Da Praga a Karlovy Vary con una visita alla spa house. Venite con noi nella città termale più grande e conosciuta della Repubblica Ceca, la cui storia risale al XIV secolo. Oggi, Karlovy Vary è famosa anche grazie al festival del cinema che si tiene qui ogni anno. Una volta arrivati a Karlovy Vary vi aspetta una passeggiata lungo il colonnato del centro storico, dove potrete assaggiare non solo le acque delle sorgenti curative, la più nota delle quali è Vřídlo, il cui getto d’acqua calda raggiunge i 12 metri di altezza, ma anche i deliziosi wafer tipici di questo luogo. El recorrido incluye una visita a la tradicional casa balneario, donde podrás disfrutar de 2 horas de relajación junto a la piscina, el jacuzzi o la sauna. Il tour include una visita alla casa termale tradizionale dove puoi goderti 2 ore di relax a bordo piscina, idromassaggio o sauna.
Non dimenticate di dare un'occhiata alle altre escursioni giornaliere. TOUR DA PRAGA
Interesting facts about Karlovy Vary
Karlovy Vary is a spa city in the Karlovy Vary Region of the Czech Republic. It has about 49,000 inhabitants. It lies at the confluence of the rivers Ohře and Teplá. It is named after Charles IV, Holy Roman Emperor and the King of Bohemia, who founded the city.
Karlovy Vary is the site of numerous hot springs (13 main springs, about 300 smaller springs, and the warm-water Teplá River), and is the most visited spa town in the Czech Republic. The historic city centre with the spa cultural landscape is well preserved and is protected by law as an urban monument reservation. It is the largest spa complex in Europe. In 2021, the city became part of the transnational UNESCO World Heritage Site under the name "Great Spa Towns of Europe" because of its spas and architecture from the 18th through 20th centuries.
Karlovy Vary is located about 106 kilometres west of Prague.
The city lies at the confluence of the Ohře with the Teplá and Rolava rivers. There are several small bodies of water in the northern half of the Karlovy Vary territory. The most notable is the natural reservoir Rolava, which is located right in the centre of the city. It is used for recreational purposes.
Diana Observation Tower. Monumental brick observation tower with a roofed wooden gallery.
The elegant Diana Lookout Tower has offered a panoramic view of Karlovy Vary and its surroundings of a distance of up to 70 km away for over 100 years already. You will see not only the historical town centre from above, but also the spa forests, the Ore Mountains, and the German borderlands.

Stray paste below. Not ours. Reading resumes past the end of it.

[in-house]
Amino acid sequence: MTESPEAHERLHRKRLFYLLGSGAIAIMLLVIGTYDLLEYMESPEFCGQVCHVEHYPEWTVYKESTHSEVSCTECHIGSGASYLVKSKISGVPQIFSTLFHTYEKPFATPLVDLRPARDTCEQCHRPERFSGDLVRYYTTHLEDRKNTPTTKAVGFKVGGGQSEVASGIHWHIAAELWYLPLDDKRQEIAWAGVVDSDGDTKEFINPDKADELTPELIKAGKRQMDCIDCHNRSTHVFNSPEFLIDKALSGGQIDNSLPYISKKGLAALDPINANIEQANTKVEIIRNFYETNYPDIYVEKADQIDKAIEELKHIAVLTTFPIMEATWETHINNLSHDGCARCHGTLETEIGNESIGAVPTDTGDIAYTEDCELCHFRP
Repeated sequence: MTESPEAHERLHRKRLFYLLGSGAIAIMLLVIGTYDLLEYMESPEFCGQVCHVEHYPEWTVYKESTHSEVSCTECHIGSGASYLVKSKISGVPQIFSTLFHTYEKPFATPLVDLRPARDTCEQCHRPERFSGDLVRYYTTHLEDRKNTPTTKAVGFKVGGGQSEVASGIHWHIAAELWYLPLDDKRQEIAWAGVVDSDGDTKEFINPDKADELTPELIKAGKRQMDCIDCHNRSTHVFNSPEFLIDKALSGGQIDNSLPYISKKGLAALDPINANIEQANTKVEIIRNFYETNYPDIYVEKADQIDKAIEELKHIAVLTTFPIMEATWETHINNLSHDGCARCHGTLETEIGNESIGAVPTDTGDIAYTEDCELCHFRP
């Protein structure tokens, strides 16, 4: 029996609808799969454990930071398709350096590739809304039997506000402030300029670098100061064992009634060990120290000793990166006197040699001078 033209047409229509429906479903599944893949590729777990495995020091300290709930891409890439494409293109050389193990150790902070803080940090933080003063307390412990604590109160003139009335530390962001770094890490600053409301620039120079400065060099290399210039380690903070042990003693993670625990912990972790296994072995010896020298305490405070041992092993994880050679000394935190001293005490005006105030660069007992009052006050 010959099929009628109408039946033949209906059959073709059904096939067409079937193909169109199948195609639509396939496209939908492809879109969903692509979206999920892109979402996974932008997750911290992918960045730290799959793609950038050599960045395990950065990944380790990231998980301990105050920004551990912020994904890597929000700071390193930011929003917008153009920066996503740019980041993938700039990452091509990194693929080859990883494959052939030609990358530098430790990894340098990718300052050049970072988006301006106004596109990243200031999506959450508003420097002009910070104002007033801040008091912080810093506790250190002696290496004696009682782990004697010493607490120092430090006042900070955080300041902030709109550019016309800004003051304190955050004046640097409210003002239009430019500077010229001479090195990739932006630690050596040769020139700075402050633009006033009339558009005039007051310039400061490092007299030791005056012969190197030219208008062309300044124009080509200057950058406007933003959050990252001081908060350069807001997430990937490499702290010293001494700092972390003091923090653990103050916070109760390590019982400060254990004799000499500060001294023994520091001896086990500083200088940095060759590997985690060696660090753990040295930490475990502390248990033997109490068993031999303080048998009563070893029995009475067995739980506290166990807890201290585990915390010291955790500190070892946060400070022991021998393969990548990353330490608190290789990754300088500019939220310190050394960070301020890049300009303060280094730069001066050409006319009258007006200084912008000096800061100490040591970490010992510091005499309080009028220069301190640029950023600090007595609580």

Admission to the lookout tower is completely free, and a lift will take you up to the lookout gallery, or you can go up the 150 steps.
Enjoy the view here, because as they say, “He who has not been to Diana has not seen Karlovy Vary“
The Karlovy Vary International Film Festival is a film festival held annually in July in Karlovy Vary, Czech Republic. The Karlovy Vary Festival is one of the oldest in the world and has become Central and Eastern Europe's leading film event.
The Karlovy Vary IFF first held an international film competition in 1948. Since 1951, an international jury has evaluated the films. The Karlovy Vary competition quickly found a place among other developing festivals and by 1956 FIAPF had already classified Karlovy Vary as a category A festival. Given the creation of the Moscow Film Festival and the political decision to organize only one "A" festival for all socialist countries, Karlovy Vary was forced to alternate year by year with Moscow IFF between 1959 and 1993.
The social and political changes that took place after the Velvet Revolution in November 1989 pushed concerns about organizing the Karlovy Vary IFF to the background. The program for 1990 was saved by the release of a collection of Czechoslovak films that had been locked up for years in a storage vault. And the appearance of a number of international guests such as Miloš Forman, Lindsay Anderson, Annette Bening and Robert De Niro helped as well. Future festivals were in doubt. Financial problems and a lack of interest on the part of the government, organizers and viewers almost ended the festival's long tradition in 1992.
In 1994, the 29th Karlovy Vary IFF inaugurated an entirely new tradition. After nearly forty years of alternating with the Moscow IFF, the festival began once again to take place every year. The Karlovy Vary Film Festival Foundation was set up in 1993 co-created by the Ministry of Culture, The City of Karlovy Vary, and the Grand Hotel Pupp.
Don't forget to check out our other day trips. TOURS OUT OF PRAGUE